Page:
Apple responds to US government's 'corrosive' claims
Apple has responded to the US Department of Justice's claims that Apple's stance on creating a backdoor to a locked iPhone is "corrosive."
Apple has hit back at the US Department of Justice who labelled the technology firm's stance on encryption as "corrosive" to institutions trying to protect "liberty and rights."
The Department of Justice continues to demand access to the iPhone owned by San Bernardino gunman Rizwan Farook. It wants Apple to create a back-door that would enable access to the device, which the FBI says may contain crucial evidence.
Apple has refused to comply with the court order, which was issued last month. Apple CEO Tim Cook has called the court order "dangerous", "chilling" and "unprecedented."
A new court filing claims that Apple had attacked the FBI investigation as "shoddy" and tried to portray itself as a "guardian of Americans' privacy." It adds that "this rhetoric is not only false, but also corrosive of the very institutions that are best able to safeguard our liberty and our rights: the courts, the Fourth Amendment, longstanding precedent and venerable laws, and the democratically elected branches of government."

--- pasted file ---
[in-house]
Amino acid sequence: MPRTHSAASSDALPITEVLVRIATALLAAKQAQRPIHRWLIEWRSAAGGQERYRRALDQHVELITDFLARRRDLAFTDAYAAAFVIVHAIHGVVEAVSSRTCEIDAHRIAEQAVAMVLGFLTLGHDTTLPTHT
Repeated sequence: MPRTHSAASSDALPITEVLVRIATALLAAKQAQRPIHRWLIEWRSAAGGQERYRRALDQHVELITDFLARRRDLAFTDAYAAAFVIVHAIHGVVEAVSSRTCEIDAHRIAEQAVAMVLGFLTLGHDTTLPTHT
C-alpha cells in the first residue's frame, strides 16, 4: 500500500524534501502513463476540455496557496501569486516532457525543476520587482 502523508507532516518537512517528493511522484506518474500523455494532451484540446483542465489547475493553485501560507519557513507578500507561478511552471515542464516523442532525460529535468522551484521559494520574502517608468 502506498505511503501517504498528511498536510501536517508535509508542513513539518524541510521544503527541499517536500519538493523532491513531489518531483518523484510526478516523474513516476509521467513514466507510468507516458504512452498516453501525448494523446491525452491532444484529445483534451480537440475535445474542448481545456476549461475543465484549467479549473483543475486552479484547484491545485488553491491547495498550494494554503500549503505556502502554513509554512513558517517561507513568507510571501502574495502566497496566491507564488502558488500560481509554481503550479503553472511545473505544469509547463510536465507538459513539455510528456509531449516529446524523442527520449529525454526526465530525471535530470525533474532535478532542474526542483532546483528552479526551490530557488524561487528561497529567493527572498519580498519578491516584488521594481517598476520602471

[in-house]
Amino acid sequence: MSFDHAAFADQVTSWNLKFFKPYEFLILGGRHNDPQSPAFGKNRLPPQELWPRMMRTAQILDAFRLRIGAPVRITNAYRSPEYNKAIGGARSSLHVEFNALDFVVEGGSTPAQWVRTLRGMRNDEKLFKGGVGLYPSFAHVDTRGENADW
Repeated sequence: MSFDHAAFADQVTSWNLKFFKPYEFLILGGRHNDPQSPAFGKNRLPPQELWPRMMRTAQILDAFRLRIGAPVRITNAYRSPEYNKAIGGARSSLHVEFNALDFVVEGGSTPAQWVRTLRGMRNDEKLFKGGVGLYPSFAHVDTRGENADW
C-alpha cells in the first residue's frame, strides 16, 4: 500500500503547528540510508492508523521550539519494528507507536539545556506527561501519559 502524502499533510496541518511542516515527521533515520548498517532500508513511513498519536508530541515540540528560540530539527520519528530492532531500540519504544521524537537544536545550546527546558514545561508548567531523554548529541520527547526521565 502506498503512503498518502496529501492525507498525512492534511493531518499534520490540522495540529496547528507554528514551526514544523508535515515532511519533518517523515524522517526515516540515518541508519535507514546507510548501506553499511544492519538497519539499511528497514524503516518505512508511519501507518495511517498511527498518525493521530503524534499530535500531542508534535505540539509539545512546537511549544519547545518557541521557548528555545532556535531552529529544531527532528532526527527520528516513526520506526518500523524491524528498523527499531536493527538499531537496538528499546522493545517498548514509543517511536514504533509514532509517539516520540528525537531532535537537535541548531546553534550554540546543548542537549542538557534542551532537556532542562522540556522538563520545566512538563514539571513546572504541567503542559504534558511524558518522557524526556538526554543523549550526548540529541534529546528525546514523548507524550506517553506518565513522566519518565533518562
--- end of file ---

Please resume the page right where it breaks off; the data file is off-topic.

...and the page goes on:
Since the Department of Justice's comments, Apple has accused the US government of attempting to smear it with "desperate" and "unsubstantiated" claims.
Apple's lawyer, Bruce Sewell, said "Everybody should beware because it seems like disagreeing with the Department of Justice means you must be evil and anti-American, nothing could be further from the truth."
Apple looks unlikely to back down from its stance with Cook going so far as to say that he is willing to take the case to the Supreme Court.
A hearing into the case is scheduled for March 22nd in a California federal court. Meanwhile, Apple is hosting a press event for a series of new announcements on March 21st; it will be interesting to hear what Cook has to say on this matter at this event.